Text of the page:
Oct 07

Fire Safety Checklist for Older Adults

October 9th-15th is National Fire Prevention Week.  While many people think of activities for the children, adults can use some good common sense reminders.  Older people are at special risk for death and injury from fires.  Older adults (age 65 and older) are twice as likely to die in fires as any other age group. The death rate for those 85 and over is four times the national average. Older people are also at higher risk of injury from fires. The following tips can help protect you and those you care about from fires and burns.  To protect yourself and those you care about, follow these seven tips from the Department of Homeland Security, U.S. Fire Administration:

Install and Maintain Smoke Alarms

Install working smoke alarms on every level of your home, especially inside and outside of sleeping areas. Test and dust each alarm monthly, change the batteries at least once a year, and replace the entire smoke alarm unit every 8-10 years. Interconnected smoke alarms are best because if one sounds, they all sound.Get smoke alarms that can sound fast. Ionization and photoelectric smoke alarms detect distinctly different, yet potentially fatal, fires. Because no one can predict what type of fire might start in a home, the U.S. Fire Administration (USFA) recommends that every residence and place where people sleep be equipped with both ionization and photoelectric smoke alarms or dual sensor smoke alarms (which contain both ionization and photoelectric smoke sensors).

Use Smoking Materials Safely

Never smoke in bed, while drowsy, or while under the influence of medication or alcohol. Use large, deep ashtrays for smoking debris, and let the contents cool before you dispose of them. Never smoke while using oxygen or anywhere near a medical oxygen source, even if it is turned off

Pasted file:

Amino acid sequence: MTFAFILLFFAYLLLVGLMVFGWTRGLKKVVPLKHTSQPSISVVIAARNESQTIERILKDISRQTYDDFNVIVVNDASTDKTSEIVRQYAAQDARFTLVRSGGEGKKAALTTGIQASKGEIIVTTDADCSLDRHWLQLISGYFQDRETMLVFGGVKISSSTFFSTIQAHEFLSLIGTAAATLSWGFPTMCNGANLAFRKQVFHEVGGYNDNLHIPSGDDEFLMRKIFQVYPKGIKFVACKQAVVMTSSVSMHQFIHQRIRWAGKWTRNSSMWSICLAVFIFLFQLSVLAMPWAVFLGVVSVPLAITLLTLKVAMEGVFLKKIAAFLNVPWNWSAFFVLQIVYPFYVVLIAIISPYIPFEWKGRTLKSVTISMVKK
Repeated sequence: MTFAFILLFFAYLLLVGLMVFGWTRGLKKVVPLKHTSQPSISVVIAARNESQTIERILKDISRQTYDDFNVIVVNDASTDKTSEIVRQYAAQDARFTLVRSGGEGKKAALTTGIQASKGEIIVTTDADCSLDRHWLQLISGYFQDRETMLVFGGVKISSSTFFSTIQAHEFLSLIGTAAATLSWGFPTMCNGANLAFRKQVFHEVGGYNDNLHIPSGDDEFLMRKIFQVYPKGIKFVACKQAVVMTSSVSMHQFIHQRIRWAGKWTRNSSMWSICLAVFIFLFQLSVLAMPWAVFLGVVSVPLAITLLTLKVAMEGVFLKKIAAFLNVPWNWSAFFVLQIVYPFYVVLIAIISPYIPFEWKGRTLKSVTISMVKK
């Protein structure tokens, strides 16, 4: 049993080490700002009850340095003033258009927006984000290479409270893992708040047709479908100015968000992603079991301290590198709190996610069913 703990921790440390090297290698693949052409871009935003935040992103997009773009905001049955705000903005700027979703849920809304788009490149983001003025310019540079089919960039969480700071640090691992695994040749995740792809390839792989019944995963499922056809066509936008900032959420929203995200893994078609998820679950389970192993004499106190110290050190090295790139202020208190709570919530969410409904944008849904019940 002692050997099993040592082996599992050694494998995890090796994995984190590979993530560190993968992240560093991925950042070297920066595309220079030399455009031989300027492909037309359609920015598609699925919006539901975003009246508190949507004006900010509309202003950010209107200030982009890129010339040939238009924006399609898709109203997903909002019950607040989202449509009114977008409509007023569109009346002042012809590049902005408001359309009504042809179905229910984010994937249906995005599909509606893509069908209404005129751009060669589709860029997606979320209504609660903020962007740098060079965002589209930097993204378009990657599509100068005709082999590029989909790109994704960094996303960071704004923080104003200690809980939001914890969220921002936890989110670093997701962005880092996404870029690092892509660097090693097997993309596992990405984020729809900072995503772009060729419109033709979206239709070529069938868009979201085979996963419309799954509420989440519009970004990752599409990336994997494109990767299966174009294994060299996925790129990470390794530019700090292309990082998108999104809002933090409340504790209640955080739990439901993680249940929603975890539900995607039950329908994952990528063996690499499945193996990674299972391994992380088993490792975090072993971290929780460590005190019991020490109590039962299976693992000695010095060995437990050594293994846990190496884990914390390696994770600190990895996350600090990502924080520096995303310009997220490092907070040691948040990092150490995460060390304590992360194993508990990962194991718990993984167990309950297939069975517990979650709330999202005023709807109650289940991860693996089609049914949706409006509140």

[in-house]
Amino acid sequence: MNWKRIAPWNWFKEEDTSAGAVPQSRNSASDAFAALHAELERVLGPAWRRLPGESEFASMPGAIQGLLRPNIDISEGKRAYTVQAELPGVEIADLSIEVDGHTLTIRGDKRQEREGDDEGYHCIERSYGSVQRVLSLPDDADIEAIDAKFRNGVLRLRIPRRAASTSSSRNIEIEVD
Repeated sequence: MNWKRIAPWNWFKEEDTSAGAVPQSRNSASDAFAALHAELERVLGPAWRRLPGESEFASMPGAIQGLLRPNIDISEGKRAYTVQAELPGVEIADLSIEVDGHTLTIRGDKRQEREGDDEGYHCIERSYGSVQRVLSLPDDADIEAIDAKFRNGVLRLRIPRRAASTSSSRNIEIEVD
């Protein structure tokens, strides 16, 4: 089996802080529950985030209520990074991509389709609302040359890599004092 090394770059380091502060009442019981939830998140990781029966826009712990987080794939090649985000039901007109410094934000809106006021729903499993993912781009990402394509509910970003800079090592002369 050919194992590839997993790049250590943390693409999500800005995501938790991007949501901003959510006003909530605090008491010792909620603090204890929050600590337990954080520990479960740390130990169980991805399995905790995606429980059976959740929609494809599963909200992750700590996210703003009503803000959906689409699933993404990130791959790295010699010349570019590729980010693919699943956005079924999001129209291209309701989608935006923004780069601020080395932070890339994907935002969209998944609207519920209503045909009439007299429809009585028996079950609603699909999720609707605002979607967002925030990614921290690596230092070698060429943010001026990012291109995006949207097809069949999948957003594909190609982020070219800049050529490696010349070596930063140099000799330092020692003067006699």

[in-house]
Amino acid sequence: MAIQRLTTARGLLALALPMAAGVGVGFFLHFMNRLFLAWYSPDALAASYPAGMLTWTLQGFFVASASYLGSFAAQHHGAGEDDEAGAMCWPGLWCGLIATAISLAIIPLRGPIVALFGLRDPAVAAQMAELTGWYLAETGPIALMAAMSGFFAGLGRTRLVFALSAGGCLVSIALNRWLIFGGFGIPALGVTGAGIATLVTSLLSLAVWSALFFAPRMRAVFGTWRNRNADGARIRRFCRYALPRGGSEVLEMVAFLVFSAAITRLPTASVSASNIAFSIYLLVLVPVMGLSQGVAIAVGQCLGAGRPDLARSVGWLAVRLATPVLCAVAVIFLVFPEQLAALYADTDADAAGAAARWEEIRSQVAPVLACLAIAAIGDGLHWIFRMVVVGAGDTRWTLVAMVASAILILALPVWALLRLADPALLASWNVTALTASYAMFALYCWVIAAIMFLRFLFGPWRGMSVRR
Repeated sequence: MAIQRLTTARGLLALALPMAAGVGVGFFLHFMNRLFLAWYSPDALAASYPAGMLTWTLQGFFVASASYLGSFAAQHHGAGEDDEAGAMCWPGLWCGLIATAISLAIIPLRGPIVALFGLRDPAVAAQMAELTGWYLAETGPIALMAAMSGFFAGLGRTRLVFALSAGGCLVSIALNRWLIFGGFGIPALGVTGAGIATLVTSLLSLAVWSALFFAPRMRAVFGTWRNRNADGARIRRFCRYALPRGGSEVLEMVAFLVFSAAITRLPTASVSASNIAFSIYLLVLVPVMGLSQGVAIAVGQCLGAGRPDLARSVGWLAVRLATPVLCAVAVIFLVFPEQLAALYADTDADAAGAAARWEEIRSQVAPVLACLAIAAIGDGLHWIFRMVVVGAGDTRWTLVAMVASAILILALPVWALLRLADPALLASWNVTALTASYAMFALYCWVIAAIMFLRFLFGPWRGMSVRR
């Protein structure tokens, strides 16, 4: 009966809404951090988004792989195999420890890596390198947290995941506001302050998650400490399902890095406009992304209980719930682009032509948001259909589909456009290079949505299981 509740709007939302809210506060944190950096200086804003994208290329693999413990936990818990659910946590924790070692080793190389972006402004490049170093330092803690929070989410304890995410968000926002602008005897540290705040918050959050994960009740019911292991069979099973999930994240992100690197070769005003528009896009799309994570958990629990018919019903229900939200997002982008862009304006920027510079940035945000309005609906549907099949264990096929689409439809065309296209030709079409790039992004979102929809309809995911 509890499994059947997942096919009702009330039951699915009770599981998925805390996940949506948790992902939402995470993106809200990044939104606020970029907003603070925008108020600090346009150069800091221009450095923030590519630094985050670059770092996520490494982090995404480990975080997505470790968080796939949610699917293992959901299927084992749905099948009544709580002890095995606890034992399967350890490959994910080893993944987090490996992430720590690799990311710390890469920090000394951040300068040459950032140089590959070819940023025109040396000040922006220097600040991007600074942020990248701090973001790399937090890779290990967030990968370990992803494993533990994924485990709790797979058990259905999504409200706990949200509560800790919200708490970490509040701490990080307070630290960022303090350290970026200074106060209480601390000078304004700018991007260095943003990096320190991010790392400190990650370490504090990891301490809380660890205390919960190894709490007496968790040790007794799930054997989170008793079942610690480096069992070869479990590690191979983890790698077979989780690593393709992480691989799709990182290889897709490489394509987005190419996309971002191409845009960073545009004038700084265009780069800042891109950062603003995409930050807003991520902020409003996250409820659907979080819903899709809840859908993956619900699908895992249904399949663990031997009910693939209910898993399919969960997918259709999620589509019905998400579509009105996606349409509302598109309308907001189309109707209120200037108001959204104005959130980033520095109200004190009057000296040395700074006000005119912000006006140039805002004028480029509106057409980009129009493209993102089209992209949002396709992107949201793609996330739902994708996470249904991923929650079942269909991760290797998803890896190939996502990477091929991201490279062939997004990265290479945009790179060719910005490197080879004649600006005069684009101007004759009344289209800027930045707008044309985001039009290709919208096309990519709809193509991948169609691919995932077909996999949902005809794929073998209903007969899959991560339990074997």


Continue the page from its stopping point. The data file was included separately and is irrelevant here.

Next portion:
Pay Attention to Your Cooking

Keep pot handles turned inward, and keep cooking surfaces and surrounding areas free from clutter and grease build-up. Use pot holders and oven mitts. Never lean over a hot burner and avoid wearing loose clothing with flowing sleeves while cooking. Never leave food that is cooking on the stove unattended.

Heat Your Home Safely

Have a professional service all heating equipment annually. Keep combustibles and anything that can burn or melt away from all heaters, furnaces, fireplaces, and water heaters. Never use a range or oven to heat your home.

Practice Electrical Safety

Have a professional electrician inspect your home’s electrical wiring system at least every 10 years, and make recommended repairs. Never overload the electrical system. Plug each appliance directly into its own outlet and avoid using extension cords. Have an electrician install ground fault circuit interrupters (GFCIs) in rooms where water may be present. Install and maintain electrical appliances according to the manufacturers’ instructions.

Keep Matches and Lighters Away from Children

Store matches and lighters in a locked drawer or a high cabinet away from the reach of grandchildren or other youngsters. Make sure lighters are child-resistant.

Practice two ways out of every room in your home

Get out as soon as you discover a fire; do not try to fight the fire. Once out of the house, stay out; do not attempt to enter a burning home to gather possessions left behind. Immediately dial 9-1-1 or your local emergency number for help, preferably from a neighbor’s phone.

The most important thing when a fire occurs is to get out of the house immediately and stay out, then call the fire department. If you are behind a closed door, feel it with your hand before opening it. If the door is hot, look for another possible exit out of the room. Make sure windows can be unlocked and opened, and security bars released. If you are passing through a smoky area, stoop low so that your head is beneath the smoke. If your clothes catch on fire, stop, gently drop to the ground, cover your face, and roll to smother the flames. Do not try to fight the fire; that will only delay your escape. Leave your possessions behind, and never go back into a burning building for any reason.